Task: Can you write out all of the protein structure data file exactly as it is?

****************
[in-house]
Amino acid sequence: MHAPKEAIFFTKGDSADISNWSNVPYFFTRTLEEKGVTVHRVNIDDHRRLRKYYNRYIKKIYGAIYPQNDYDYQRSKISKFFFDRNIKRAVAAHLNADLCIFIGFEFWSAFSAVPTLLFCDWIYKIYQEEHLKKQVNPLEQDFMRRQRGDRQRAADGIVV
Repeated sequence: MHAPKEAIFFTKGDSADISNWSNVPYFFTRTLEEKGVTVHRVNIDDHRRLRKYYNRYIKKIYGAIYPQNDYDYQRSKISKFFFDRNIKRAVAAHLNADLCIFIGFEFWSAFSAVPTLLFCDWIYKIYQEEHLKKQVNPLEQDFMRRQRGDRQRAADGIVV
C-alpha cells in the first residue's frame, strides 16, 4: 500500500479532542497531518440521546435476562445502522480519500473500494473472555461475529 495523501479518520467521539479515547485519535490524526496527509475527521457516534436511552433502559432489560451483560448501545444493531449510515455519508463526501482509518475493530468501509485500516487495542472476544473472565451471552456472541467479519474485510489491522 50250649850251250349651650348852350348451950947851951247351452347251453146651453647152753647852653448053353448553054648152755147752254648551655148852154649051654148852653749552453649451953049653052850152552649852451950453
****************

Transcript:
[in-house]
Amino acid sequence: MHAPKEAIFFTKGDSADISNWSNVPYFFTRTLEEKGVTVHRVNIDDHRRLRKYYNRYIKKIYGAIYPQNDYDYQRSKISKFFFDRNIKRAVAAHLNADLCIFIGFEFWSAFSAVPTLLFCDWIYKIYQEEHLKKQVNPLEQDFMRRQRGDRQRAADGIVV
Repeated sequence: MHAPKEAIFFTKGDSADISNWSNVPYFFTRTLEEKGVTVHRVNIDDHRRLRKYYNRYIKKIYGAIYPQNDYDYQRSKISKFFFDRNIKRAVAAHLNADLCIFIGFEFWSAFSAVPTLLFCDWIYKIYQEEHLKKQVNPLEQDFMRRQRGDRQRAADGIVV
C-alpha cells in the first residue's frame, strides 16, 4: 500500500479532542497531518440521546435476562445502522480519500473500494473472555461475529 495523501479518520467521539479515547485519535490524526496527509475527521457516534436511552433502559432489560451483560448501545444493531449510515455519508463526501482509518475493530468501509485500516487495542472476544473472565451471552456472541467479519474485510489491522 50250649850251250349651650348852350348451950947851951247351452347251453146651453647152753647852653448053353448553054648152755147752254648551655148852154649051654148852653749552453649451953049653052850152552649852451950453